Background: Renal organogenesis is routinely studied using cultured murine embryonic kidneys, but the application of this model has not yet been subjected to rigorous standards.
Methods: We measured ex vivo growth and morphogenesis of day 13 murine kidneys and evaluated the importance of culture conditions and biological variables.
Results: Kidney size was measured in two dimensions as planar surface area and was shown to correlate highly with volume (R2 = 0.60, P < 0.005). The final surface area of kidneys was directly dependent on the initial starting size (R2 = 0.61, P < 0.05), suggesting that the final surface area is not a valid outcome measurement unless starting size is equal among treatments. Relative growth rate, defined as (final surface area - initial surface area)/initial surface area, was a good measure of growth and independent of size and anatomical position (P> 0.05). Significant differences in size and growth rates were observed among litters (P < 0.05), implying that kidneys from a given litter must be randomized to avoid confounding results. Planar surface area of each explant increased in proportion to ureteric bud branching (R2 = 0.6854, P < 0.05). In a comparison of a variety of base media and supplements, kidney explants were observed to grow best in Dulbecco's modified Eagle's medium (DMEM)/F12 with 5% fetal bovine serum and to sustain growth for up to 96 hours, despite decreased proliferation and increased apoptosis at this time point.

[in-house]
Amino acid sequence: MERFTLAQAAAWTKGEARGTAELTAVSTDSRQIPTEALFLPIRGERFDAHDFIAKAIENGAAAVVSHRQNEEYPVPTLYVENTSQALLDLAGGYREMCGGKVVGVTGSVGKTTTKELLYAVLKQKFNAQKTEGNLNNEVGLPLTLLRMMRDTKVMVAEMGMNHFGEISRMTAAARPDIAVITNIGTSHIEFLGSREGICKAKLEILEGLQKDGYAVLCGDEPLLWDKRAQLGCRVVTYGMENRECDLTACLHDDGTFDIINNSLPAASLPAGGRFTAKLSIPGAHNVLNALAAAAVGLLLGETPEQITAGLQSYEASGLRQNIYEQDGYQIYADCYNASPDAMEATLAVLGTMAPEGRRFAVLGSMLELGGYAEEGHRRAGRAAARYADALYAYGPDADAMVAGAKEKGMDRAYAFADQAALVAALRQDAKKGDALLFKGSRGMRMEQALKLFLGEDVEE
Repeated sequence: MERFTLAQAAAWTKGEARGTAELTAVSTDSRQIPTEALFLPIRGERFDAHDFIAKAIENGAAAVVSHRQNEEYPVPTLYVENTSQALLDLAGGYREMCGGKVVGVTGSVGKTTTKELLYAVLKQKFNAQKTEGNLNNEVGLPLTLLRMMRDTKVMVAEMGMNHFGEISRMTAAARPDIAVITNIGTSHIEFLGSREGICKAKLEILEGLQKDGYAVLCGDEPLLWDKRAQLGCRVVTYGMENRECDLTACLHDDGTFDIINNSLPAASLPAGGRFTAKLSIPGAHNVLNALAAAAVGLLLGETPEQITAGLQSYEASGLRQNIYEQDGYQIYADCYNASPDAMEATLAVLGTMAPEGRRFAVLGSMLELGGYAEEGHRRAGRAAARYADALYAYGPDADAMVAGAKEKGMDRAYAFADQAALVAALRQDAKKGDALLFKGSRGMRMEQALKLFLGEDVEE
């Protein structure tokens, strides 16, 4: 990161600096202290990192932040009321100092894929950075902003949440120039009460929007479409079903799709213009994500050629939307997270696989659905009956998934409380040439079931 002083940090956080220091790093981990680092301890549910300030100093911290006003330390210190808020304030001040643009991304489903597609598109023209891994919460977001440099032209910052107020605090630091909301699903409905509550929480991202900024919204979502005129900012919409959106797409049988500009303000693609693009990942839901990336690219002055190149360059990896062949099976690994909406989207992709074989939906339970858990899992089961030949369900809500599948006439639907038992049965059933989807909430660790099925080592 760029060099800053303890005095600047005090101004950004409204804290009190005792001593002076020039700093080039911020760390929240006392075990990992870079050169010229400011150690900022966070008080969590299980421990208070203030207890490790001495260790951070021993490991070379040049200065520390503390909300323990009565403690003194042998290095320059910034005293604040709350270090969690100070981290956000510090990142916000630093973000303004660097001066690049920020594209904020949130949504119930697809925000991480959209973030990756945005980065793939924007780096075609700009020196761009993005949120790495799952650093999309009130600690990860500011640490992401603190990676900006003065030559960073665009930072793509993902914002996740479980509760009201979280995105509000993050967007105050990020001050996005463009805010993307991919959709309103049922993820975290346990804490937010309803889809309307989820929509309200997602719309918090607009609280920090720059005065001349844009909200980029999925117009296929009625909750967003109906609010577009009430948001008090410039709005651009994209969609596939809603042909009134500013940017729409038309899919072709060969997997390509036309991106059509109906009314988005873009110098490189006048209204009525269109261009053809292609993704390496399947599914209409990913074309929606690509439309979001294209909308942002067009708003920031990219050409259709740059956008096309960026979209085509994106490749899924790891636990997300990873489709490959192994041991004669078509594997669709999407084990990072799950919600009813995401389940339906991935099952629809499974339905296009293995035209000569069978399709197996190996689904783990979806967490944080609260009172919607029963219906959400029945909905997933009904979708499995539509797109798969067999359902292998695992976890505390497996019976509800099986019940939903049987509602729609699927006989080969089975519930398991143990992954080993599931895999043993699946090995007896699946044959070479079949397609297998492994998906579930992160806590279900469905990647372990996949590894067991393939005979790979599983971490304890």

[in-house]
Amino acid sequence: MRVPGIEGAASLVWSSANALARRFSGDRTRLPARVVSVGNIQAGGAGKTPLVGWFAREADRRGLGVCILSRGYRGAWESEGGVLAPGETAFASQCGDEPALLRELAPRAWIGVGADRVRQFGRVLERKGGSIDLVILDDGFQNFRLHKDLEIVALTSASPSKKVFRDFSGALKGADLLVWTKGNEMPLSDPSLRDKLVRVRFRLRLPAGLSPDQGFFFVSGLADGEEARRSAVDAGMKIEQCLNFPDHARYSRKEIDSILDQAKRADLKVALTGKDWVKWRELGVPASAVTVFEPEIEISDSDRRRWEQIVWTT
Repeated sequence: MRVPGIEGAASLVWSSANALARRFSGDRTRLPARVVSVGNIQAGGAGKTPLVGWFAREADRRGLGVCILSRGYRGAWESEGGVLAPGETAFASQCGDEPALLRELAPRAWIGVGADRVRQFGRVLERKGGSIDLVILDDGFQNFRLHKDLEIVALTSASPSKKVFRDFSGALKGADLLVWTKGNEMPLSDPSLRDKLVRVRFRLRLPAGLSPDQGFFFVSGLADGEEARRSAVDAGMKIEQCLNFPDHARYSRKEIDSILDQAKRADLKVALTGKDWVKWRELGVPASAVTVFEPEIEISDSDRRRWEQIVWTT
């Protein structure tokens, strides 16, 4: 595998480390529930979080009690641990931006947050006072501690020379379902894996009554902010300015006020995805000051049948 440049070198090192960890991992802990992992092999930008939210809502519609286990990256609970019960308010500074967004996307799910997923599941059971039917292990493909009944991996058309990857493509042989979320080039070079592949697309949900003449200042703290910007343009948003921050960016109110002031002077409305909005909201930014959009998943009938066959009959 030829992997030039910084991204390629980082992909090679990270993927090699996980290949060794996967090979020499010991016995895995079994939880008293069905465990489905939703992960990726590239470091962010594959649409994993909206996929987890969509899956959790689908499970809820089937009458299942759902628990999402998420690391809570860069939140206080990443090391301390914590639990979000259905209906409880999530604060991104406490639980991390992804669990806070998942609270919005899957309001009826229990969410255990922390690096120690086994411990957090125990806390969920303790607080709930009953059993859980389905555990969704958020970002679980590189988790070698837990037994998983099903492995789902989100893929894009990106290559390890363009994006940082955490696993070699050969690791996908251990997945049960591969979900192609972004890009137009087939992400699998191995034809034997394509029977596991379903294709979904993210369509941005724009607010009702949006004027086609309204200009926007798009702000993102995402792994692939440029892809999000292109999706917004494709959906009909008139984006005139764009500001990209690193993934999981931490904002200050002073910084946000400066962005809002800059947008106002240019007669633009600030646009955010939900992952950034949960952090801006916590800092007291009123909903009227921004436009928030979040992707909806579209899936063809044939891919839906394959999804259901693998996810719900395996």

Conclusions: These results represent an important step in establishing standardized procedures for the use of cultured embryonic kidneys and will improve our ability to apply the model to better understand kidney morphogenesis.